It’s so easy in this age of smartphones to rely on your GPS everywhere you go. However, that’s a losing strategy when you travel internationally. Even if you have an international plan and have the most coverage of any carrier, you could still hit dead zones, unexplained glitches, or slow connections. Normally, no big deal, but if you lose your GPS just as you’re about to go across the border or do some critical navigation, you could be in for a tough time. It’s also important to look up what exactly you’ll need in order to cross the border. For example, if you’re crossing with a car or an animal, chances are you’re going to need to fill out extra forms and pay extra fees.

Don’t necessarily expect the border attendants to hold your hands either.Just last week a group of my friends drove through a border without realizing they had to go get visas and car import permits from an office in town. Technically they were illegal immigrants and had to deal with heaps of trouble to get it all sorted out. Before you go, be sure to print your directions, as well as any documents, tickets or paperwork you’ll need. Print them even if you’re planning on using digital copies. That way, you’ll be prepared for dead zones, dead batteries, and whatever else comes your way.

Cross on a calm weekday or at night

peace arch, usa, border crossing
Long border lines are definitely not where you want to find yourself.

There’s only one way to make border crossings worse than they already are, and that’s to line up hundreds of other people in front of you. If you’re crossing international borders on a weekend or during a busy time, you could be in for hours of delay. That’s not to mention the extra aggravation of others and possibly yourself.

I’ve endured some crowded, sweaty border offices, and believe me, I’ll take a night crossing over that any day. Even if it means spending the night in a WalMart parking lot or getting up before the crack of dawn to beat the crowds.It varies by border, but for most, the best time to cross is at night (between 10pm and 5am). Just make sure they are open. It sucks to drive fifty miles out of your way just to pull into a closed crossing.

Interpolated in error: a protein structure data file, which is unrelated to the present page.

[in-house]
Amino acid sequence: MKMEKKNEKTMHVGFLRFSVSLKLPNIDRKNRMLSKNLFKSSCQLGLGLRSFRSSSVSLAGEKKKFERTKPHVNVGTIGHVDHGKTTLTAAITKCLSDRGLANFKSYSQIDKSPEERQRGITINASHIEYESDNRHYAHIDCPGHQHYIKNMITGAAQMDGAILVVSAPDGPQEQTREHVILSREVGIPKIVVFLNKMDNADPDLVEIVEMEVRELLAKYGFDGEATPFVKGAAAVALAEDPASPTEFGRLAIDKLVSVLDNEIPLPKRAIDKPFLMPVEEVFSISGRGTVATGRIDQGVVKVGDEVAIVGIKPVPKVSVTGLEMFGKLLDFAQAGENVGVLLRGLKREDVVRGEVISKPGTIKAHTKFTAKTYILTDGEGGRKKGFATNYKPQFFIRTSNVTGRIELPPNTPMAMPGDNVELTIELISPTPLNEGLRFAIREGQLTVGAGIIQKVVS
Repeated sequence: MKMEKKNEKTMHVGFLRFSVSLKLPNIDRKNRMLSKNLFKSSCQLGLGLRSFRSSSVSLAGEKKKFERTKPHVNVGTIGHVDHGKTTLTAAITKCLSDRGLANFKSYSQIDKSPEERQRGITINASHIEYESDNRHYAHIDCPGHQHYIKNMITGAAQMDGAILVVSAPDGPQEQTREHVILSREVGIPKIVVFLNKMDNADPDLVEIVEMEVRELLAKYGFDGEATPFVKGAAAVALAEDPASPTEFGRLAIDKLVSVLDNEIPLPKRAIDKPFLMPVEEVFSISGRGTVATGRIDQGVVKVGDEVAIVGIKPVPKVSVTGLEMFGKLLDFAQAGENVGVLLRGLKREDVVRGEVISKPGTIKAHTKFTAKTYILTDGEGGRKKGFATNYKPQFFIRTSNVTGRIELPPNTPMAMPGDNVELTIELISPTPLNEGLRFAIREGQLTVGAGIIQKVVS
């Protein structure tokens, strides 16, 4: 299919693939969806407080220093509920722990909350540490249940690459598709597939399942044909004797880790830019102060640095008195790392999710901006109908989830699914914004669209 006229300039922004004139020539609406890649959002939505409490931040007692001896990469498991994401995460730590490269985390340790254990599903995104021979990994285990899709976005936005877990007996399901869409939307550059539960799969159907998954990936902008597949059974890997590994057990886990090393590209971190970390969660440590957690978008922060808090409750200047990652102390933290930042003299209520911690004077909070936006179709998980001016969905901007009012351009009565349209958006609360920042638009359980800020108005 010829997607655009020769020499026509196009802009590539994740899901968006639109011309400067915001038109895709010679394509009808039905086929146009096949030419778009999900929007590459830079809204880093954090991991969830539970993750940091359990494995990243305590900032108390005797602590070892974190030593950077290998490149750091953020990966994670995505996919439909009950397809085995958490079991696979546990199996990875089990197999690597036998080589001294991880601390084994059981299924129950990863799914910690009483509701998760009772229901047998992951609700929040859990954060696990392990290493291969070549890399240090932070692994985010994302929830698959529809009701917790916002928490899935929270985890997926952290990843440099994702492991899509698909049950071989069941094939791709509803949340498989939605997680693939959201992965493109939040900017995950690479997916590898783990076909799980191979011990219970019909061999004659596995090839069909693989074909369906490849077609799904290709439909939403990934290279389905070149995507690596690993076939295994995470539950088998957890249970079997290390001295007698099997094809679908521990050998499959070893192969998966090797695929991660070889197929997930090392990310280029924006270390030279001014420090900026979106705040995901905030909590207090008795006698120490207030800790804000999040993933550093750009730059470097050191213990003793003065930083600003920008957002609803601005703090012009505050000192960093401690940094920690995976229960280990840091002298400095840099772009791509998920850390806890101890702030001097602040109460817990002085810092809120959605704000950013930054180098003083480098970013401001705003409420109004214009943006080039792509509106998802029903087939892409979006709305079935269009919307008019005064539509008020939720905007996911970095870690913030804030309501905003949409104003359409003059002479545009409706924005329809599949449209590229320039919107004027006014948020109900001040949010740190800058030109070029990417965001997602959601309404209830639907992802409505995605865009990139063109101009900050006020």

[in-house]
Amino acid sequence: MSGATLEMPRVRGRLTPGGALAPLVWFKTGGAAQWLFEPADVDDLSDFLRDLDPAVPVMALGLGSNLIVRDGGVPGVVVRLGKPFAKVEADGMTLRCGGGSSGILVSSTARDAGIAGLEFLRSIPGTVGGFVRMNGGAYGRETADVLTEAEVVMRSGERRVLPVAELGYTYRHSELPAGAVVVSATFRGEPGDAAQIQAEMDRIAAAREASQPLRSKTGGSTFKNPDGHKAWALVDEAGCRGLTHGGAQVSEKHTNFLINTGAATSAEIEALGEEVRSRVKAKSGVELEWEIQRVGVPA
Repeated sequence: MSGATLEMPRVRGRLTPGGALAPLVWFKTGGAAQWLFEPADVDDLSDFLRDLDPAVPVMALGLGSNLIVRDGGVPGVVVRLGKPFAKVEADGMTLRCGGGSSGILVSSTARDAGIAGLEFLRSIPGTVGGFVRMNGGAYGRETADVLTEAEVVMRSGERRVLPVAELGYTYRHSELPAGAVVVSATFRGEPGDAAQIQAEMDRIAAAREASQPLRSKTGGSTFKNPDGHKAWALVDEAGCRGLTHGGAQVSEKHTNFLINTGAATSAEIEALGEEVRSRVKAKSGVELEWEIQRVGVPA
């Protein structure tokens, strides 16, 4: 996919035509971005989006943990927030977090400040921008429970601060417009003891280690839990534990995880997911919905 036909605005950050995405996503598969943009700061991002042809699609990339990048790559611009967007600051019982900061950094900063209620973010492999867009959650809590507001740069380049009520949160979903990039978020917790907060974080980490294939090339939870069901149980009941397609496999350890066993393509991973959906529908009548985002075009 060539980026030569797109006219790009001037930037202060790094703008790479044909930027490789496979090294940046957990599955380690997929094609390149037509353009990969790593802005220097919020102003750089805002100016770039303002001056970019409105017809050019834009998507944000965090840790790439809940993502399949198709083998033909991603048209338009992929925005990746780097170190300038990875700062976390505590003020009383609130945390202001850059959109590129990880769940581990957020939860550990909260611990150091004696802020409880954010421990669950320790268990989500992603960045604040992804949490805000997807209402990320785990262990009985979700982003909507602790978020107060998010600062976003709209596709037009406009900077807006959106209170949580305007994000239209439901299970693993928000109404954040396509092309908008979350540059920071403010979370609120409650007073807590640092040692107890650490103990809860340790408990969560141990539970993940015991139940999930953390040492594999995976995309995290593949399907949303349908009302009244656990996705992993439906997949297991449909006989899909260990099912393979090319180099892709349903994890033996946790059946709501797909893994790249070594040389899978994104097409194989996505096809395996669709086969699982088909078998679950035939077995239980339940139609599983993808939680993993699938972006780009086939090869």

If you can’t make your crossing at night for one reason or another. Early morning or late afternoon can be good times to cross. Shoot for Mondays, Tuesdays and Wednesdays. Be sure to avoid holidays. Even small local things like a day off for high schools or a big event nearby can fill borders to the brim.

Know key vocabulary before you need it

You know what really sucks when you’re traveling? When you use your credit card or passport and get a confusing response that you don’t understand. Language barriers are just a part of life on the road. If you don’t speak the local language, then knowing a couple important phrases can really come in handy.

book, reading, border crossing
Carrying a translation dictionary or phrasebook for the countries you’re visiting is critical.

Don’t look up phrases like, ‘where’s the bathroom?’ It’s far more important to know things like ‘how do I get to ___?’ and ‘how much does that cost?’ Do you see where I’m going with that? 

If you learn as you go, you’ll usually pick up the phrases you need to know pretty quickly. So if you’ve never traveled in a foreign country, don’t worry. Just be sure to ask questions, and if you meet someone bilingual, make friends. They could save your trip, or at least teach you a few useful things.

Border crossings get easier the more you make

After you’ve seen your fair share of border crossings, you’ll start to know what to do without being told. Traveling becomes like a sixth-sense or second-nature.

So if your first international border crossing feels like a real struggle, don’t worry. Sometimes, travel is less than stellar, but once you’re on the other side of whatever border you’ve had to cross, you’ll be in for a whole new adventure.

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ian-carroll is one of the authors writing for Outdoor Revival